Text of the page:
One of the ways to observe the beauty of the world is to observe how the Sun slowly sets in the west, creating a mirage of colors in the sky. Now imagine if you were watching that same sunset while sitting on Saturn, Venus, or Mars.
Thanks to a NASA planetary scientist, that experience is now much more achievable.
Gerónimo Villanueva, a planetary scientist at NASA’s Goddard Space Flight Center in Greenbelt, Maryland, created the Sunset simulator that shows what the magical hour of the dusty Martian world would be like, or what a closer view of the sunset would look like in Venus.
The resulting simulation takes us on a beautiful journey through the Solar System and beyond, displaying a diverse palette of colors that are equally impressive on their own.
Villanueva shows what it would look like when Earth, Mars, Venus, Uranus, and Titan, Saturn’s largest moon, move away from sunlight and the star’s brightness fades into the distance.
Sunsets look different on each planet as a result of sunlight interacting with the planet’s atmosphere.
Sunlight is scattered from molecules in the atmosphere. This scattering process, also known as Rayleigh scattering, turns out to be more effective at shorter wavelengths, which is the blue end of the visible spectrum, or the portion of electromagnetic radiation that the human eye can see.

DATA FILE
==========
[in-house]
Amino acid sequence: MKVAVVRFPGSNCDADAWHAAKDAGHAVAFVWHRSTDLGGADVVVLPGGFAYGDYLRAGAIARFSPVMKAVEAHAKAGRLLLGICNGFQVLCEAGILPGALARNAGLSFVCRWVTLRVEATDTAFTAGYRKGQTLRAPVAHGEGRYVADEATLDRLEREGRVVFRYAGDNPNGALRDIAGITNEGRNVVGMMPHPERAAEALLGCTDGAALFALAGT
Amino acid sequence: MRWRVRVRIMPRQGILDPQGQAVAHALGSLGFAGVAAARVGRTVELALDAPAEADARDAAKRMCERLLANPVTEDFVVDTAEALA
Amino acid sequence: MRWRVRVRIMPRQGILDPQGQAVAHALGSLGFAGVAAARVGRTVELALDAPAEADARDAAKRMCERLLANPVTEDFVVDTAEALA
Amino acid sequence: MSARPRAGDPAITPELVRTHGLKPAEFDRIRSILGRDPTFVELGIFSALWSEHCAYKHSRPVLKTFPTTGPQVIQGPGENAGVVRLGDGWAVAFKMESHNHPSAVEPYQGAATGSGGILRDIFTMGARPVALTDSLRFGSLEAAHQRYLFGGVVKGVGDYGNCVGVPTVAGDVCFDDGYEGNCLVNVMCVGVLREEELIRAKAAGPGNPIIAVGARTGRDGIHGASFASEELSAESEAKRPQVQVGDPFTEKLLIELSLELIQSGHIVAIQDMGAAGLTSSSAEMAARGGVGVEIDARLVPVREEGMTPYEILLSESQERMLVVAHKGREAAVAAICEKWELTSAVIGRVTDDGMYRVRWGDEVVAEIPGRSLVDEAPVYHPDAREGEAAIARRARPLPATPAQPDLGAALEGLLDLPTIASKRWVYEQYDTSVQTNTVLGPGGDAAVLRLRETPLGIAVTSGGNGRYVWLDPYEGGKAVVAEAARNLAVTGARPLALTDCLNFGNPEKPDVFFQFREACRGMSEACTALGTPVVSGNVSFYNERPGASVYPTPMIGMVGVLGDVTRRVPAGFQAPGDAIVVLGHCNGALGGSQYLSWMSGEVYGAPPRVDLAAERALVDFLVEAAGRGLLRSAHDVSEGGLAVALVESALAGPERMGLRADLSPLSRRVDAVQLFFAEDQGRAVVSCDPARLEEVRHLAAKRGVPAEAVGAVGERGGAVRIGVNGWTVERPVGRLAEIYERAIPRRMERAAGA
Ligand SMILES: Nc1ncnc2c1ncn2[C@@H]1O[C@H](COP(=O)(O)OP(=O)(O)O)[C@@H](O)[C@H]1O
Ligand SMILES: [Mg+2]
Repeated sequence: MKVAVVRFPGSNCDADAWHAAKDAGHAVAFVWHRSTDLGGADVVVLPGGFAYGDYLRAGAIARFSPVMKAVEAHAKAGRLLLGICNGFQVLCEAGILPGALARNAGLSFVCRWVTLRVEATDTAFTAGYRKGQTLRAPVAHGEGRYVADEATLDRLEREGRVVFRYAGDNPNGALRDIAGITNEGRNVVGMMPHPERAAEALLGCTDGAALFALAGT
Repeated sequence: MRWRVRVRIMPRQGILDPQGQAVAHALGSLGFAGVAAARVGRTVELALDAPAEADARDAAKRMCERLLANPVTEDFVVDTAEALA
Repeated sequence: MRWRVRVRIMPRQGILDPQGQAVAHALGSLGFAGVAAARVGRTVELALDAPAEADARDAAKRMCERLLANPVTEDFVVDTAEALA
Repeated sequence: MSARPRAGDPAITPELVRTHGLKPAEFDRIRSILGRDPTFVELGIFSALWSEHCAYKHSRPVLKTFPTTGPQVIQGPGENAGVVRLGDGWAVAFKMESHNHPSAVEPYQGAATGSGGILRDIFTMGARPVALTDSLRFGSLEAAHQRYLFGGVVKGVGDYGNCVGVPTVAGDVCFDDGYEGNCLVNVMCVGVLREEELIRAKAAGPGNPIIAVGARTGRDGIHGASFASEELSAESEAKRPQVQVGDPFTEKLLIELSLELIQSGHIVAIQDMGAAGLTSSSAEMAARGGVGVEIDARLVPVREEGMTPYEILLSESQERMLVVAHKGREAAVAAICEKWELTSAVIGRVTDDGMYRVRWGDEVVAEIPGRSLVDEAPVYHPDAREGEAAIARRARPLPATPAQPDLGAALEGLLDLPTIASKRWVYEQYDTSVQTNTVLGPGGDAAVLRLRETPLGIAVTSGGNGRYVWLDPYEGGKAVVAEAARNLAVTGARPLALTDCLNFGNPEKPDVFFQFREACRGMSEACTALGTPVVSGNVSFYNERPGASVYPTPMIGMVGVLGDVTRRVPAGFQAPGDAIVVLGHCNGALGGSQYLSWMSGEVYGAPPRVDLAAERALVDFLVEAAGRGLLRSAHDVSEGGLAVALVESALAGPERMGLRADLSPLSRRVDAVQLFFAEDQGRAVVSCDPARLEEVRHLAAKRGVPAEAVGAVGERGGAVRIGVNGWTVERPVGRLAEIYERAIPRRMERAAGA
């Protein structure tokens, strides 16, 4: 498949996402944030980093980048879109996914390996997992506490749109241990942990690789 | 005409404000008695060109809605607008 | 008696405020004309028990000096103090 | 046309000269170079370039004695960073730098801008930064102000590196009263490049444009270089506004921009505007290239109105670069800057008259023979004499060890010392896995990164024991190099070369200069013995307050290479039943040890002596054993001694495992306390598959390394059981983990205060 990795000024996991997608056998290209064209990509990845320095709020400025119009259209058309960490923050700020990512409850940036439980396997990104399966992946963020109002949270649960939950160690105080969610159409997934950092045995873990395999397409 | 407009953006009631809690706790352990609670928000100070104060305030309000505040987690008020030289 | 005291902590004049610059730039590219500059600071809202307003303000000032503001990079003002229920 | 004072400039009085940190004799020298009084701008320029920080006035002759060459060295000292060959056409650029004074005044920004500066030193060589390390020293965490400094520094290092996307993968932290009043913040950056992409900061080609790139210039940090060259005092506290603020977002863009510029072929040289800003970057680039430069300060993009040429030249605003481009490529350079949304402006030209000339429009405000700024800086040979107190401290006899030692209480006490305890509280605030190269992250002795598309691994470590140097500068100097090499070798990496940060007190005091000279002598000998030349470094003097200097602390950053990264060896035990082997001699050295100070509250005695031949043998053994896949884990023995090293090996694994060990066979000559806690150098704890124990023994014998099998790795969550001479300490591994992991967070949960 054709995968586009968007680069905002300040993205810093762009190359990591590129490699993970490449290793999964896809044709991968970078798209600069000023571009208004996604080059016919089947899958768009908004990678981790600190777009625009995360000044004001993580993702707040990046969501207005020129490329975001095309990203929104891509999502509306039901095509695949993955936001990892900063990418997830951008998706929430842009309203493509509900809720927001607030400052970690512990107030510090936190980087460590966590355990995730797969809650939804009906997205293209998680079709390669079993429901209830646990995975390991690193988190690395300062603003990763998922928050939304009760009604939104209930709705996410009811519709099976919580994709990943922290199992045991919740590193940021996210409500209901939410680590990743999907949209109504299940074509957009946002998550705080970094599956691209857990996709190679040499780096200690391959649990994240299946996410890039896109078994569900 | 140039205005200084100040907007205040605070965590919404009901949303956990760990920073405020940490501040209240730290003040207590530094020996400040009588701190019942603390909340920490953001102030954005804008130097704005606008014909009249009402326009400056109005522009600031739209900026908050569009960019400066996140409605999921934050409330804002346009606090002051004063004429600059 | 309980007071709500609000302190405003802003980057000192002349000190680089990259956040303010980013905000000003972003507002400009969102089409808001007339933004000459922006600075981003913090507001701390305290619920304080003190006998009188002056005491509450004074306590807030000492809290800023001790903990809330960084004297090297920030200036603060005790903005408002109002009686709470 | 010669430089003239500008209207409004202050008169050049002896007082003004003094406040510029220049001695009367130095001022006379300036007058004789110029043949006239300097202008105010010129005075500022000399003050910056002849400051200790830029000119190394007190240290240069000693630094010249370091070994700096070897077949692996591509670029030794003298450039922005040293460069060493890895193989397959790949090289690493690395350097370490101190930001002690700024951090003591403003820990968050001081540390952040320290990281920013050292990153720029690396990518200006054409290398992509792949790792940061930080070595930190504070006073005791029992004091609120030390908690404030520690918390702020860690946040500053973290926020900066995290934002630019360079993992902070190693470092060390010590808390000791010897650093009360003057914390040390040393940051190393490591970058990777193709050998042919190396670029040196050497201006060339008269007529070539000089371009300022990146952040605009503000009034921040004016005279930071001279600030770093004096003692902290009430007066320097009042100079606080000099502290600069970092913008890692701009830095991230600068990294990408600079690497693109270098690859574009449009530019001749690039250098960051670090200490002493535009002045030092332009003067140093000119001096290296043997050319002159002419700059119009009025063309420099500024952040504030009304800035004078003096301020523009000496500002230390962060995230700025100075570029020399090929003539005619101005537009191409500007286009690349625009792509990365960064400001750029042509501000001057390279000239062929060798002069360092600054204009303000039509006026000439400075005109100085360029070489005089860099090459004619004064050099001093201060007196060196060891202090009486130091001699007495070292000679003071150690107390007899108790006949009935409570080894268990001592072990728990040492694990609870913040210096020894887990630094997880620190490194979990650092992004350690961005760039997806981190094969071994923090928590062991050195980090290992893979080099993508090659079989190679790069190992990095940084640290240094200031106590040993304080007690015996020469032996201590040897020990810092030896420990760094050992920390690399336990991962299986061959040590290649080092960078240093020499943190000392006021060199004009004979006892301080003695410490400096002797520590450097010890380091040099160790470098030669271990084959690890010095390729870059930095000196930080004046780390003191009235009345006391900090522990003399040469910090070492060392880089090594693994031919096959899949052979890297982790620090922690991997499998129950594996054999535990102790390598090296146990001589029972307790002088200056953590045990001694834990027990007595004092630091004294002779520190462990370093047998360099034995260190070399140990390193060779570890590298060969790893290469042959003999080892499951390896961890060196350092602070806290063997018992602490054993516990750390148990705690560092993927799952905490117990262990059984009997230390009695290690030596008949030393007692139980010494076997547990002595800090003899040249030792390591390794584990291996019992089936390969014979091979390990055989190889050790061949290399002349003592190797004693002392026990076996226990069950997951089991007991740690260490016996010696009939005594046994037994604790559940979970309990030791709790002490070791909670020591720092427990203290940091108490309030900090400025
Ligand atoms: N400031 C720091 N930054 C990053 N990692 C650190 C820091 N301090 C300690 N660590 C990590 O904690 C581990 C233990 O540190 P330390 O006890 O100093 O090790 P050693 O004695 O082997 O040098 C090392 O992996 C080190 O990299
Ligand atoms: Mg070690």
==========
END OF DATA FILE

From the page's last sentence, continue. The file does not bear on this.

Therefore, the light that is scattered towards Earth is predominantly blue, resulting in our blue skies during the day.
The simulation also shows the difference in the color of the skies during sunset on Earth on a normal, clear day, a foggy day, and a cloudy day.
On Uranus, sunlight interacts with the hydrogen, helium, and methane found in its atmosphere, which absorbs the red portion of the light with the longest wavelength. As a result, the sunset on Uranus is a deep blue that fades to royal blue with hints of turquoise, according to NASA.
On the other hand, the sunset on Mars changes from a brownish color to a bluish hue as a result of dust in the Martian atmosphere that disperses the blue color more effectively.
The video above shows the different sunsets next to each other, with the white dot representing the position of the Sun when it sets on that planet.
Villanueva created the sunset simulator while developing a tool for a possible future mission to study Uranus’ atmosphere. The computer modeling tool is intended to help scientists interpret light measurements on other worlds to reveal the chemical composition of their atmospheres.
Similarly, in 2014, scientists working with data from NASA’s Cassini mission also envisioned what a sunset on Titan would be like, obscured by the haze and smog surrounding the moon. The data was intended to help scientists study exoplanets with cloudy skies and to better understand the composition of their atmosphere.